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Music and the Vietnam War:


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Presentation for Communications in a Global Age course Fall 2009

Presentation for Communications in a Global Age course Fall 2009

Published in: Entertainment & Humor

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  • Music was America’s domestic battleground, where songwriters, politicians, and society openly struggled over American intervention in Southeast Asia
  • Greater public awareness of situation going on
  • Escalation in violenceAmerican forces evacuated from South Vietnam under Vietnamization (Laux, 2007).1965- Fall of Saigon to North Vietnam ended the war
  • Represented the Silent Majority- supported Vietnam tacticsAttacked the counterculture movementConservative movementOkie- 1969Fightin- 1970Berets- 1966
  • Fortunate- 1969I Feel- 1965Against traditional American attitudes and valuesExpresseddoubt over troopsPolitically motivated tunes opposing the draft emergedJohn Lennon-”Give Peace a Chance”Phil Ochs’- “Draft Dodger Rag”“We Gotta Get Out of This Place” –The Animals… Considered by vets to be their anthem of the Vietnam War (Perone, 2001)Increasing numbers of student protests on college campusesOhio– banned on several AM stations but heard on airwaves of FM underground (Perone, 2001)- 4 student protestors shot dead (Perone, 2001)
  • History often repeats itself and is shaped by the mediaStill relevant today… themes can be adopted into modern musicRevolutionized American music foreverComparisons have been made to the war in IraqBorn in the USA- 1984What’s Going On- 1971
  • Transcript

    • 1. Music and the Vietnam War:The Impact on Popular Culture
      Gretchen Cundiff
    • 2.
      Johnny Cash
      “The only good thing that has ever come out of a war was a song”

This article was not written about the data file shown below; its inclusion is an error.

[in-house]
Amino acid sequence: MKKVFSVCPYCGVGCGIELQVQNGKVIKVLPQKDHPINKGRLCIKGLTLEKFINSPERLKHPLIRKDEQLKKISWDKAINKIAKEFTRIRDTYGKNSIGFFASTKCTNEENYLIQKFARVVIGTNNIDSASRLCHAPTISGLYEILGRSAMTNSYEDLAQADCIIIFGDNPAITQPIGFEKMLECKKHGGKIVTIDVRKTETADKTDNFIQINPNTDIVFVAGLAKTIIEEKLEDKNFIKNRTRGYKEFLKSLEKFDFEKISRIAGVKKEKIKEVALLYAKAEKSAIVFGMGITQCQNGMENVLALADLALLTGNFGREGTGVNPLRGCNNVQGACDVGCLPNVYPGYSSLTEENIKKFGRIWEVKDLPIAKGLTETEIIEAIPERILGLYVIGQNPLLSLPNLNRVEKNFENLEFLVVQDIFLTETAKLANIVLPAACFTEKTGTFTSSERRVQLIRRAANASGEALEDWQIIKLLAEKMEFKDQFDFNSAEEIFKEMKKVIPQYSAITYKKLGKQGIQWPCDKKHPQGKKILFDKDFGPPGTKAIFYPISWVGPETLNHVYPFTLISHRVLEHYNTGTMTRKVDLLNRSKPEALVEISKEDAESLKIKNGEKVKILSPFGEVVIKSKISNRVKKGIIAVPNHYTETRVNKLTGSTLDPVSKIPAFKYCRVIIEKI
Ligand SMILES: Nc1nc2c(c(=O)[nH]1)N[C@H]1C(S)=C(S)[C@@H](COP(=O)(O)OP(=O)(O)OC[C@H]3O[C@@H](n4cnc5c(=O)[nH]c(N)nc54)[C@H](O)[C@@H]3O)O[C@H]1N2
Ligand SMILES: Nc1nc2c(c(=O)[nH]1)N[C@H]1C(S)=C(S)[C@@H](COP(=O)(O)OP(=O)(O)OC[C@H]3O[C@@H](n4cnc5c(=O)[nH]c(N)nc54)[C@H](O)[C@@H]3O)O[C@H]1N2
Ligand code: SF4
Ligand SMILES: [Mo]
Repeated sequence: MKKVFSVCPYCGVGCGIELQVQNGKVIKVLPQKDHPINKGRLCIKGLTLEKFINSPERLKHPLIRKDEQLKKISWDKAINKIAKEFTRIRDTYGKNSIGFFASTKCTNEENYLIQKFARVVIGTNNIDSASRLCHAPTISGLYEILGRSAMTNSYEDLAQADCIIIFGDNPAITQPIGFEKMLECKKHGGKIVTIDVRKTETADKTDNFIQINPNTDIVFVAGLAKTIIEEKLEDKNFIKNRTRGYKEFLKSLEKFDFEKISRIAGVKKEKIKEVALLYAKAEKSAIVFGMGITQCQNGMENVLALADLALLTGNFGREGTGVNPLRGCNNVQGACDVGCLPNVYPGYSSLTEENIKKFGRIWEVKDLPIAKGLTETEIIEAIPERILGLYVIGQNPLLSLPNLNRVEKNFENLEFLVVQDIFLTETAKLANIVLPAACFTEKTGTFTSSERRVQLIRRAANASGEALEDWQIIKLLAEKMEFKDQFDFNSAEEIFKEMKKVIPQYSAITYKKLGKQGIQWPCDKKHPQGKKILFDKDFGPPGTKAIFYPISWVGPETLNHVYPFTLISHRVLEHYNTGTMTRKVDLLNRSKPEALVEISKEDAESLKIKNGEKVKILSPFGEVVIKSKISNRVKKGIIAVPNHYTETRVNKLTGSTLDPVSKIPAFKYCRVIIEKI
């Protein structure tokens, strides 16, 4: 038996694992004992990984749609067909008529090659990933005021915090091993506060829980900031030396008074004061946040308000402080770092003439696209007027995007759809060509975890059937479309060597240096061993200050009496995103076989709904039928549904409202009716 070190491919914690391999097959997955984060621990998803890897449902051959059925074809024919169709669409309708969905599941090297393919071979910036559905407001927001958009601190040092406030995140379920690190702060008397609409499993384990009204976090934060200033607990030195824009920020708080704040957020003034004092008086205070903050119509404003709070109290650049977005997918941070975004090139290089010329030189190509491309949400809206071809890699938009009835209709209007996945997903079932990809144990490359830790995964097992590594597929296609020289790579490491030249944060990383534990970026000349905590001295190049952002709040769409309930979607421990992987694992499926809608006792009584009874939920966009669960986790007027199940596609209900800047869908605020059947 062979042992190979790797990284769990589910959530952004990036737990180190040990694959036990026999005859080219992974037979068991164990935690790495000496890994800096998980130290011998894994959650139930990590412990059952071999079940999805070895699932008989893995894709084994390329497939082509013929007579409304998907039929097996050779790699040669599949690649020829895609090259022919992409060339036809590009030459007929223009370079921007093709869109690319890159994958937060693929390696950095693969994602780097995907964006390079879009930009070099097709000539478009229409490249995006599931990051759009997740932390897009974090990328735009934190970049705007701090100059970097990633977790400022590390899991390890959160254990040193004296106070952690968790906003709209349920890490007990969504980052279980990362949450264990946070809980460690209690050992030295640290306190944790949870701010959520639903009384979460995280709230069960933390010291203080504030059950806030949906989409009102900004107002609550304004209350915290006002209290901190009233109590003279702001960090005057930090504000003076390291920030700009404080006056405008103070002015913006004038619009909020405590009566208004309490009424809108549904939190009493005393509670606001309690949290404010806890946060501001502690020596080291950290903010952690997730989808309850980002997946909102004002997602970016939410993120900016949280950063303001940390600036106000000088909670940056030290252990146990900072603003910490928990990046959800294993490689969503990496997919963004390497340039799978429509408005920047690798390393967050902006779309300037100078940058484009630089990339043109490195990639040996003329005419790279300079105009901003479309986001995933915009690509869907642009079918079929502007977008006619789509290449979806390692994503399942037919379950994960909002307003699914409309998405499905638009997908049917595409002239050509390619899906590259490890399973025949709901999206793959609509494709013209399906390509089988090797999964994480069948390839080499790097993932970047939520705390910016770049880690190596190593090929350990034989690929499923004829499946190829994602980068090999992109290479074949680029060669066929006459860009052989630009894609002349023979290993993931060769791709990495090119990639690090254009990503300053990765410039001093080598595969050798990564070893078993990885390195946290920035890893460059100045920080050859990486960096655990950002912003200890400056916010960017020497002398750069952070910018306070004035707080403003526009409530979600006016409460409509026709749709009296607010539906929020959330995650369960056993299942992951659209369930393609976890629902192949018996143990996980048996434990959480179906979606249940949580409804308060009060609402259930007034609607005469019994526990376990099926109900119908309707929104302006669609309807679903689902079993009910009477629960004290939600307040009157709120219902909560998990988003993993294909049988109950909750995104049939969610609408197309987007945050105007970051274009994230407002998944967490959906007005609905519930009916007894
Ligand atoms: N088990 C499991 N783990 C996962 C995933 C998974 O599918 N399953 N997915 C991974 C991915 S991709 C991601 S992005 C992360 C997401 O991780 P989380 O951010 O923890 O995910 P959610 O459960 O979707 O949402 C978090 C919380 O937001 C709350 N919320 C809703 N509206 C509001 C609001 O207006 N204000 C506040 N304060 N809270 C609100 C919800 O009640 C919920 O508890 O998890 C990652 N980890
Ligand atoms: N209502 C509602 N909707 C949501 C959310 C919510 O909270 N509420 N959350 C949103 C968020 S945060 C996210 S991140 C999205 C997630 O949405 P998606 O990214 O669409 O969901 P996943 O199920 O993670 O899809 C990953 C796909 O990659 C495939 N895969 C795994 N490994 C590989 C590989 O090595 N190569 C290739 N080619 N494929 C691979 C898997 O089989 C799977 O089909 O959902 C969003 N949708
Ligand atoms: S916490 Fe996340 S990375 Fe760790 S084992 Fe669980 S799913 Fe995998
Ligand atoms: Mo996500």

• 3. Wartime Music
      Challenged social norms
      Set the framework for artistic expression
      Influence still resonates today
      Medium of communication
      Used voices as a means of persuasion (Perone, 2001)
    • 4. History & Music 1965-1975
      Foreign policy goals of Kennedy, Johnson, and Nixon administrations
      Initially, sixty percent of the American public supported LBJ’s policy of military escalation in Vietnam during 1964 (Anderson, 1986)
      Protest demonstrations triggered debate
      Record sales tripled during this decade (Anderson, 1986)
    • 5. Views on War
      Public opinion shifted drastically between 1967 to 1970 with themes of discontent, angst, and bitterness emerging in popular music lyrics (Laux, 2007)
      War advocates spread optimistic message in music
      Nation split into left-wing “anti-war” or right-wing “pro-war” sides (Perone, 2001)
      Nixon’s strategy for an “honorable” end to the war failed
    • 6. Evolution of Music
      Jazz & rock n’ roll  country and rock
      Popular music expressed public divide over war
      Pro-war= country & easy-listening
      Anti-war= rock & folk
      Both intertwined political messages
      Supported the troops or incited protests and rallies
      Served as an effective form of wartime propaganda “to communicate both political and social messages” (Graham, 2003)
    • 7. Pro-War Music
      Songs promoted duty and patriotism (Perone, 2001)
      Merle Haggard- “Okie from Muskogee” and “The Fightin’ Side of Me”
      The top song requested and played on the radio during war years was singer Barry Sadler’s “The Ballad of the Green Berets” (Anderson, 1986)
      Holds the title as the most popular war song ever produced with over 9 million singles sold to date
    • 8. Anti-War Music
      Resurgence of folk music with Peter, Paul, and Mary & Bob Dylan (Rikard, 2005)
      Creedence Clearwater Revival- “Fortunate Son”
      Music artists of the late 1960s “witnessed more protest songs on the top 100 charts than any other time in the history of rock music” (Anderson, 1986)
      Country Joe and the Fish – “The I-Feel-Like-I’m-Fixin’-to-Die-Rag”
      Crosby, Stills, Nash & Young composed “Ohio” in response to Kent State shootings on May 4, 1970
    • 9. Impact of War & Music
      1st amendment ideals- freedom of speech
      Progression in society by “exerting deep and lasting influences on the form and content of popular music” (Rikard, 2005)
      Songs of that era span many generations
      Paved a path toward greater musical expression in times of conflict
      Author Michael Herr notes how “music melded with the war” and “became part of the Vietnam experience” (Rikard, 2005)
      Songs such as Marvin Gaye’s “What’s Going On” and Bruce Springsteen’s “Born in the USA” depict “age(s) of social unrest in America” (Laux, 2007)